Kellyanne Conway accused MSNBC broadcasters of lying about collusion by the Trump campaign in a freewheeling and combative appearance on the network.
The White House senior adviser insisted that President Donald Trump had cooperated fully with special counsel Robert Mueller, and said his report had ultimately cleared him and his associates of wrongdoing — but she said House Democrats and the media were trying to redo the investigation to obtain different results.
“I’ll point you back to when the Mueller report first came out, journalists like you were asking us, well, when will you move on, how long will you keep on sort of preening and saying there is nothing in the Mueller report other than what we have already known?” Conway said. “Yet it’s them who are in Congress trying to do a do-over of a report that is the authoritative, definitive, conclusive and final word on what was investigated. It was meant to be investigating collusion by a foreign government in a campaign that I ran to a successful end, and we already, as a nation, have spent 22 months and tens of millions of dollars in taxpayer money.”
MSNBC’s Kristen Welker pointed out that Mueller had cited Congress as the ultimate authority in any investigation of the chief executive, and she asked why the White House would not cooperate in congressional oversight.
“As you know, many of those documents are privileged,” Conway claimed. “I want your viewers to recognize the facts there. Many of these documents are privileged, so they will not be turned over willy-nilly. The other thing is, I have to slightly disagree with the characterization that Director Mueller directed Congress to take it up.”
Welker reminded her that Mueller explicitly cited Congress in his report — and Conway accused MSNBC of misrepresenting the report’s findings.
“I read the report,” Conway said. “He cites many things in his report, including that there was no collusion, despite the fact that your network said it many times every single day for many years, respectfully. One thing in the report that is important to note is the job of the special counsel is to refer an indictment or decline a referral on indictment — that is it.”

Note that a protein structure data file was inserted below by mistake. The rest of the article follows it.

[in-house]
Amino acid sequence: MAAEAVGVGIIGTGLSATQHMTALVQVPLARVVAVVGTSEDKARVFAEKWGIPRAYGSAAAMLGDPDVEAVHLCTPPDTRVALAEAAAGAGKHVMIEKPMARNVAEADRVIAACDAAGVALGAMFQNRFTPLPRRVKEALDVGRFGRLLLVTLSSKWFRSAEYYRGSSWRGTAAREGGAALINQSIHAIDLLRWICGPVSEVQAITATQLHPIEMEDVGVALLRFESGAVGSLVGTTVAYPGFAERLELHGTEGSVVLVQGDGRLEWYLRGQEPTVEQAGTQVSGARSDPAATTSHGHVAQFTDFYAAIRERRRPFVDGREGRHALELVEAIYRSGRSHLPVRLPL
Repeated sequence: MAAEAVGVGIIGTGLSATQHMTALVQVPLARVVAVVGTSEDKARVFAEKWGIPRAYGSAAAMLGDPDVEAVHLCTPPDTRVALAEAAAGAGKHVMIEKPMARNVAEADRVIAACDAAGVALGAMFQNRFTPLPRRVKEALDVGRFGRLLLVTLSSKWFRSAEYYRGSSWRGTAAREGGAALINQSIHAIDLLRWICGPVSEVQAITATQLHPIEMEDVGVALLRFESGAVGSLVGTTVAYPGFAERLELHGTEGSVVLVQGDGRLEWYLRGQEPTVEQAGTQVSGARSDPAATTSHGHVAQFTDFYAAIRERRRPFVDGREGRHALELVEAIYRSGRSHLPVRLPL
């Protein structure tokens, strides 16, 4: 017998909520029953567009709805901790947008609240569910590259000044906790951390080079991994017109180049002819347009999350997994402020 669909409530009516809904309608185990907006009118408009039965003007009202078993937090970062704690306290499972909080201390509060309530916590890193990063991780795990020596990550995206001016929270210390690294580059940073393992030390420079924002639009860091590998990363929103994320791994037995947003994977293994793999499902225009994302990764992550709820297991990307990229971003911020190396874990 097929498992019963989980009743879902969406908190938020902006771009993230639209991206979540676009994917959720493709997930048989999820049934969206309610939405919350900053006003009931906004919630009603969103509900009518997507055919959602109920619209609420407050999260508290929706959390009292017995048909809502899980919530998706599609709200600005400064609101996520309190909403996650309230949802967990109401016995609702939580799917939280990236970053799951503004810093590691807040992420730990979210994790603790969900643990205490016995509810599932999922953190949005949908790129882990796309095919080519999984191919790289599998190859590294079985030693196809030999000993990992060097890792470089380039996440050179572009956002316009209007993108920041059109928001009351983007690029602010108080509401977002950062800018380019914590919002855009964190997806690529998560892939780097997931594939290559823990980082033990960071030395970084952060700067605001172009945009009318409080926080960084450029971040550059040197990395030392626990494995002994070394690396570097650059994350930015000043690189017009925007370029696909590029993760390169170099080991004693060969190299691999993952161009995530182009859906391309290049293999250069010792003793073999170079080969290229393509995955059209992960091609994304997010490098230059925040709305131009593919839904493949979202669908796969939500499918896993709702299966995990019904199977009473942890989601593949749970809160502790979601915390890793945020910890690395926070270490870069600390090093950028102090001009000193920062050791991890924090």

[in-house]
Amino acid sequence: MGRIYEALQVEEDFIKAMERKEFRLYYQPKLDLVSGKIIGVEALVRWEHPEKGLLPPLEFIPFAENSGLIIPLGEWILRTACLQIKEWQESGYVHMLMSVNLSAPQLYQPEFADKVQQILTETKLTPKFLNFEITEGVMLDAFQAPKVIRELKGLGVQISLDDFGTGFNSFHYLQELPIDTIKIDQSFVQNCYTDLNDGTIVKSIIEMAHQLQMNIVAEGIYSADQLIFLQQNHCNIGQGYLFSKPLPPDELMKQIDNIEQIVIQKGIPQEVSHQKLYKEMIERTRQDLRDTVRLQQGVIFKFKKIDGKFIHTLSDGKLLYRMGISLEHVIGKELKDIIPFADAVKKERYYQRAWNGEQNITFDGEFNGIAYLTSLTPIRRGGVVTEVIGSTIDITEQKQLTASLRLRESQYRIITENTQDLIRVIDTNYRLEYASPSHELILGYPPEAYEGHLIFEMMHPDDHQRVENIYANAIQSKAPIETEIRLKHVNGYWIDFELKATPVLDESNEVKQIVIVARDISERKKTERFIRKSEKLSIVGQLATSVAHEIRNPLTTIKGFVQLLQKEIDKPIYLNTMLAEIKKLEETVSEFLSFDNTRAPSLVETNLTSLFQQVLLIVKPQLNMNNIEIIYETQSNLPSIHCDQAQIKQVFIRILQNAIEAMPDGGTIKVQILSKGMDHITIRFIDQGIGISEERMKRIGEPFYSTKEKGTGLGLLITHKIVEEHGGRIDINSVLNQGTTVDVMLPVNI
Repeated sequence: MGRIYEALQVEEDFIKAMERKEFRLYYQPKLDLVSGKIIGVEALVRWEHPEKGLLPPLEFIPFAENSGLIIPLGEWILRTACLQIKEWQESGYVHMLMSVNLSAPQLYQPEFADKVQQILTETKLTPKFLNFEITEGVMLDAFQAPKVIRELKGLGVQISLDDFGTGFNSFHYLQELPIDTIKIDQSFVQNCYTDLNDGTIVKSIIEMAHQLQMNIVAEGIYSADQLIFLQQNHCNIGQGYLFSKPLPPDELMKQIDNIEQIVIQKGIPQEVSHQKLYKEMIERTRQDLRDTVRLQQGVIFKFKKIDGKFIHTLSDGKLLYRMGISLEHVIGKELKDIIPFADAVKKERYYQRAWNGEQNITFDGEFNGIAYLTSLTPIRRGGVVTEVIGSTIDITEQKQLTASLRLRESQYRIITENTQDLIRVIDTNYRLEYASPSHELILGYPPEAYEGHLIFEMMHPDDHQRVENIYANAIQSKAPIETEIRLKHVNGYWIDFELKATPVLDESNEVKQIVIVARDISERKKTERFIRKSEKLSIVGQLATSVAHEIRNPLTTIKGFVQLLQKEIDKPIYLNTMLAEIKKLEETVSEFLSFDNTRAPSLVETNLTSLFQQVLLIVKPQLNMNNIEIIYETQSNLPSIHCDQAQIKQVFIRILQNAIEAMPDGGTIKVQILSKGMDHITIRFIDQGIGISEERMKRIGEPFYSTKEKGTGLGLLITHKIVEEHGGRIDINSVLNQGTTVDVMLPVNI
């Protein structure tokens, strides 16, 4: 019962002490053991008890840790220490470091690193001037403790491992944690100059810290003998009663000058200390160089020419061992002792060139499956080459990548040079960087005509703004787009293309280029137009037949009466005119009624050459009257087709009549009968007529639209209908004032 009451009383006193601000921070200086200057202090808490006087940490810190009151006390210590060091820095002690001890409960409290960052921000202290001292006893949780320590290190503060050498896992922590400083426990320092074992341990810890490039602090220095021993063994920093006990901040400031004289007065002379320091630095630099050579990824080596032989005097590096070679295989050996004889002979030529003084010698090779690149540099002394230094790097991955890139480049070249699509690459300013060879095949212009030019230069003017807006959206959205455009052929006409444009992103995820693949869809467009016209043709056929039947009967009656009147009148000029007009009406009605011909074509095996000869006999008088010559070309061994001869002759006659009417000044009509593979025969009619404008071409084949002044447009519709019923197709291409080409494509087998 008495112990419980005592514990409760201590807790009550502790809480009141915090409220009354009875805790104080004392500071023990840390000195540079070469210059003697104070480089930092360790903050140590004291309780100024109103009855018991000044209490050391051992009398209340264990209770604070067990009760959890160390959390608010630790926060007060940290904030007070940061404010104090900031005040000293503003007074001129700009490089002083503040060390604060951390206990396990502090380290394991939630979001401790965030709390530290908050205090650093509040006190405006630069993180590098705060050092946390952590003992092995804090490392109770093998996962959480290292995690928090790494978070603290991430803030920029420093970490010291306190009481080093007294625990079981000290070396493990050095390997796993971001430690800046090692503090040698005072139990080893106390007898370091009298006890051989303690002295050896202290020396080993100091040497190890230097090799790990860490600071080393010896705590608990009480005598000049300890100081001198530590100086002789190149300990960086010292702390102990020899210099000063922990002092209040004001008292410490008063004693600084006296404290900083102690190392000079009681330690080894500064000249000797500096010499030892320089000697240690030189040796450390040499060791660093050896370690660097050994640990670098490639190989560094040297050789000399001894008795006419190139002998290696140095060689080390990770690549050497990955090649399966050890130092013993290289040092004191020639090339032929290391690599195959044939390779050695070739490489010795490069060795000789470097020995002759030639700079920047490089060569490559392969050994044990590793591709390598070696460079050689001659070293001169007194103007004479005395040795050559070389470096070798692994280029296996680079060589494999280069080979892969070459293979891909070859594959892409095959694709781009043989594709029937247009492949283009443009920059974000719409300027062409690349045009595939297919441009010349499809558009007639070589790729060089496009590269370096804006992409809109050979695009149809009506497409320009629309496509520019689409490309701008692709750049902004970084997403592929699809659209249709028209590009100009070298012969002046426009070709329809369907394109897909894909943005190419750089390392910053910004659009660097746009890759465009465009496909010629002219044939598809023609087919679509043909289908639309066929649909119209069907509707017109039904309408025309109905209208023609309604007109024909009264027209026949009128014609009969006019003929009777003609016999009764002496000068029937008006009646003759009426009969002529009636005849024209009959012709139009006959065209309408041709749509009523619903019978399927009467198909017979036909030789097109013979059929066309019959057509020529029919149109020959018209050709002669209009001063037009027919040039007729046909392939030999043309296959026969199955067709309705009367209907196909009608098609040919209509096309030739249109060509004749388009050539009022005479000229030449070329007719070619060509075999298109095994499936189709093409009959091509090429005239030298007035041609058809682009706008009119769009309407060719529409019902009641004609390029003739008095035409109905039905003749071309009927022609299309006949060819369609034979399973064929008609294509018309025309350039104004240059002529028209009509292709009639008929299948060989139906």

“Words like exoneration is really not appropriate responsibility,” she added. “When you said that the Congress has an oversight responsibility, oversight is different from overreach, and you’re yet to point out to me, as is anyone else, what would be new in these investigations. What would be new in this testimony other than what we’ve already seen in the actual Mueller report. People were worried for very many months — you’re going to fire Mueller and we need to protect Mueller and the president is interfering.”
Welker then corrected Conway on her claims about MSNBC broadcasters.
“Just to be clear, no one here ever came to any determination about what may or may not have been in the Mueller report,” Welker said.
“I think some of your talking heads have, yes,” Conway said.
Welker then tried to pin her down on the issue of executive privilege.
“Let me just stay on topic here and just be very clear, because you talked about those privileged documents,” she said. “Can we take that as confirmation that the White House will be in communication with (the Department of Justice) about what documents are turned over and whether they may be subject to executive privilege as it relates to that deal that was struck between (Rep. Jerry) Nadler and DOJ?”
“No, I will not confirm that,” Conway said. “But I would remind you that the president has said many times as have we who speak on his behalf that executive privilege is an option on the table.”
New Zealand may postpone general election after 4 test positive for COVID-19: PM Jacinda Ardern
New Zealand locked down nursing homes nationwide Wednesday after a 102-day streak without the coronavirus ended, as Prime Minister Jacinda Ardern said the outbreak could force her to postpone next month's general election.
Ardern said authorities were scrambling to trace anyone who had been in contact with four Auckland residents who tested positive Tuesday, ending the dream run in which the virus had been contained at New Zealand's borders.
A three-day stay-at-home order for Auckland, New Zealand's biggest city with a population of 1.5 million, was announced on Tuesday night and went into force at lunchtime on Wednesday.
Android phones to get ‘ShakeAlert’ earthquake warnings — and phones may double as tremor detectors
Android phones will receive warnings triggered by a "ShakeAlert" earthquake early-warning system implemented on the West Coast by the US Geological Survey and partners.
ShakeAlert uses signals from hundreds of seismometers across the state to trigger warning messages that "an earthquake has begun and shaking is imminent," according to the system's website.
"We saw an opportunity to use Android to provide people with timely, helpful earthquake information when they search, as well as a few seconds warning to get themselves and their loved ones to safety if needed," principal software engineer Marc Stogaitis said in a blog post.
‘Don’t talk about racism, racist’: Trump scorched after claiming Biden-Harris campaign has a ‘racism problem’
President Donald Trump continued to lash out at Kamala Harris after the California Democrat was chosen to join the 2020 Democratic Party ticket as presumptive nominee Joe Biden's running mate.
At a news conference following the selection, Trump complained about Harris being "nasty."
After 10 p.m. on Monday, Trump tweeted out an attack ad claiming "Joe Biden has a racism problem."
Here's some of what people were saying about Trump's line of attack: